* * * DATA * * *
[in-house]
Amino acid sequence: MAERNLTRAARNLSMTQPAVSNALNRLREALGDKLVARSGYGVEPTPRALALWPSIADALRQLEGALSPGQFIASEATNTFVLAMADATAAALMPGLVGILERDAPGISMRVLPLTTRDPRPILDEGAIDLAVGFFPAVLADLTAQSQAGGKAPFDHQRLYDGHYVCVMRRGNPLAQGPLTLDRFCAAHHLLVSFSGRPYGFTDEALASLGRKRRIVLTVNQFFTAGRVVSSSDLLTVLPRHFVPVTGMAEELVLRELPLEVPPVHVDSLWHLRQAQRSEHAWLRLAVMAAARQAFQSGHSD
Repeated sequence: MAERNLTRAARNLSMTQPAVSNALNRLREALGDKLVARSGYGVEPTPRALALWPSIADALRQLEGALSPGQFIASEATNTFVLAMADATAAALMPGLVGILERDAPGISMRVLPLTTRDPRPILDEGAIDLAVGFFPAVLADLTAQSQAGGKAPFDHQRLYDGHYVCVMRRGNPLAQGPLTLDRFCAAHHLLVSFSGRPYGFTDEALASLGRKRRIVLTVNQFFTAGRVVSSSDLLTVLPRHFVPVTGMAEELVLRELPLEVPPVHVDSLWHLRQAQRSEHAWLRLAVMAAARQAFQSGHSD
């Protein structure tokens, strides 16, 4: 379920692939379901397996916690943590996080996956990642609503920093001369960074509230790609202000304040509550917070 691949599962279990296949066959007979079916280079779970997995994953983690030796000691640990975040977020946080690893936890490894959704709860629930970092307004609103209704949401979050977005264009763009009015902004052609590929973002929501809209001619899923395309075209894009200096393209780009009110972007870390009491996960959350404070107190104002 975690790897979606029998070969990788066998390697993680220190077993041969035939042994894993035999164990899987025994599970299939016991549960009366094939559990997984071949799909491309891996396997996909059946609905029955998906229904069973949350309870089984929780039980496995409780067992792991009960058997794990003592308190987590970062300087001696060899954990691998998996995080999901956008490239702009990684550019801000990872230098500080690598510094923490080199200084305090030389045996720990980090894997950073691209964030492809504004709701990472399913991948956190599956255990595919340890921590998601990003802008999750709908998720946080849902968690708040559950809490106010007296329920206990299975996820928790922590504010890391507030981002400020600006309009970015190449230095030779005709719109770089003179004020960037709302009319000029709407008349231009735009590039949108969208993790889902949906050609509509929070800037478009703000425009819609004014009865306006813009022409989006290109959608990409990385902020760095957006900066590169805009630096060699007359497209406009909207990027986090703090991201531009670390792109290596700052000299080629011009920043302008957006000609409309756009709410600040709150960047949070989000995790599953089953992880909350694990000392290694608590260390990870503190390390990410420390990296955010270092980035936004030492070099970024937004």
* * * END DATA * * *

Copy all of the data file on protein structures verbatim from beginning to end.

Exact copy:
[in-house]
Amino acid sequence: MAERNLTRAARNLSMTQPAVSNALNRLREALGDKLVARSGYGVEPTPRALALWPSIADALRQLEGALSPGQFIASEATNTFVLAMADATAAALMPGLVGILERDAPGISMRVLPLTTRDPRPILDEGAIDLAVGFFPAVLADLTAQSQAGGKAPFDHQRLYDGHYVCVMRRGNPLAQGPLTLDRFCAAHHLLVSFSGRPYGFTDEALASLGRKRRIVLTVNQFFTAGRVVSSSDLLTVLPRHFVPVTGMAEELVLRELPLEVPPVHVDSLWHLRQAQRSEHAWLRLAVMAAARQAFQSGHSD
Repeated sequence: MAERNLTRAARNLSMTQPAVSNALNRLREALGDKLVARSGYGVEPTPRALALWPSIADALRQLEGALSPGQFIASEATNTFVLAMADATAAALMPGLVGILERDAPGISMRVLPLTTRDPRPILDEGAIDLAVGFFPAVLADLTAQSQAGGKAPFDHQRLYDGHYVCVMRRGNPLAQGPLTLDRFCAAHHLLVSFSGRPYGFTDEALASLGRKRRIVLTVNQFFTAGRVVSSSDLLTVLPRHFVPVTGMAEELVLRELPLEVPPVHVDSLWHLRQAQRSEHAWLRLAVMAAARQAFQSGHSD
């Protein structure tokens, strides 16, 4: 379920692939379901397996916690943590996080996956990642609503920093001369960074509230790609202000304040509550917070 691949599962279990296949066959007979079916280079779970997995994953983690030796000691640990975040977020946080690893936890490894959704709860629930970092307004609103209704949401979050977005264009763009009015902004052609590929973002929501809209001619899923395309075209894009200096393209780009009110972007870390009491996960959350404070107190104002 975690790897979606029998070969990788066998390697993680220190077993041969035939042994894993035999164990899987025994599970299939016991549960009366094939559990997984071949799909491309891996396997996909059946609905029955998906229904069973949350309870089984929780039980496995409780067992792991009960058997794990003592308190987590970062300087001696060899954990691998998996995080999901956008490239702009990684550019801000990872230098500080690598510094923490080199200084305090030389045996720990980090894997950073691209964030492809504004709701990472399913991948956190599956255990595919340890921590998601990003802008999750709908998720946080849902968690708040559950809490106010007296329920206990299975996820928790922590504010890391507030981002400020600006309009970015190449230095030779005709719109770089003179004020960037709302009319000029709407008349231009735009590039949108969208993790889902949906050609509509929070800037478009703000425009819609004014009865306006813009022409989006290109959608990409990385902020760095957006900066590169805009630096060699007359497209406009909207990027986090703090991201531009670390792109290596700052000299080629011009920043302008957006000609409309756009709410600040709150960047949070989000995790599953089953992880909350694990000392290694608590260390990870503190390390990410420390990296955010270092980035936004030492070099970024937004």